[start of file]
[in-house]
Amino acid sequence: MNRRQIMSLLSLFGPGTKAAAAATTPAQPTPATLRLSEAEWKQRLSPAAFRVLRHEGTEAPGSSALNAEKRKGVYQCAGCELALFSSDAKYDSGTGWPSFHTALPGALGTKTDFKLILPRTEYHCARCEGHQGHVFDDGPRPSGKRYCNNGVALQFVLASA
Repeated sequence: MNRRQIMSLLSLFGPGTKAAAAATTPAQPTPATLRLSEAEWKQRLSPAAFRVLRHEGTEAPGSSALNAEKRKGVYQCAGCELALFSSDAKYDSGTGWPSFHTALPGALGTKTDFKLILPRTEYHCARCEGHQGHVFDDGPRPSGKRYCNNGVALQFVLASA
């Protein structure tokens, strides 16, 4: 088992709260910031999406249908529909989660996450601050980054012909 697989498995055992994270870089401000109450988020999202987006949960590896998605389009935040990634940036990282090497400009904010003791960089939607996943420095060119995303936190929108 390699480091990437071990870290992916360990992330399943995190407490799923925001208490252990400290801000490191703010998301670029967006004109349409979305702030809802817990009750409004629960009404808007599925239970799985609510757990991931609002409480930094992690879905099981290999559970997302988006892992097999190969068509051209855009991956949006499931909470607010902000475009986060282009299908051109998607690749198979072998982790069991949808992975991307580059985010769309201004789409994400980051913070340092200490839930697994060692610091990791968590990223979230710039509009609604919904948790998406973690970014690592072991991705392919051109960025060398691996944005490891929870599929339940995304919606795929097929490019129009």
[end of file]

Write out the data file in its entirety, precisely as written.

[in-house]
Amino acid sequence: MNRRQIMSLLSLFGPGTKAAAAATTPAQPTPATLRLSEAEWKQRLSPAAFRVLRHEGTEAPGSSALNAEKRKGVYQCAGCELALFSSDAKYDSGTGWPSFHTALPGALGTKTDFKLILPRTEYHCARCEGHQGHVFDDGPRPSGKRYCNNGVALQFVLASA
Repeated sequence: MNRRQIMSLLSLFGPGTKAAAAATTPAQPTPATLRLSEAEWKQRLSPAAFRVLRHEGTEAPGSSALNAEKRKGVYQCAGCELALFSSDAKYDSGTGWPSFHTALPGALGTKTDFKLILPRTEYHCARCEGHQGHVFDDGPRPSGKRYCNNGVALQFVLASA
């Protein structure tokens, strides 16, 4: 088992709260910031999406249908529909989660996450601050980054012909 697989498995055992994270870089401000109450988020999202987006949960590896998605389009935040990634940036990282090497400009904010003791960089939607996943420095060119995303936190929108 390699480091990437071990870290992916360990992330399943995190407490799923925001208490252990400290801000490191703010998301670029967006004109349409979305702030809802817990009750409004629960009404808007599925239970799985609510757990991931609002409480930094992690879905099981290999559970997302988006892992097999190969068509051209855009991956949006499931909470607010902000475009986060282009299908051109998607690749198979072998982790069991949808992975991307580059985010769309201004789409994400980051913070340092200490839930697994060692610091990791968590990223979230710039509009609604919904948790998406973690970014690592072991991705392919051109960025060398691996944005490891929870599929339940995304919606795929097929490019129009």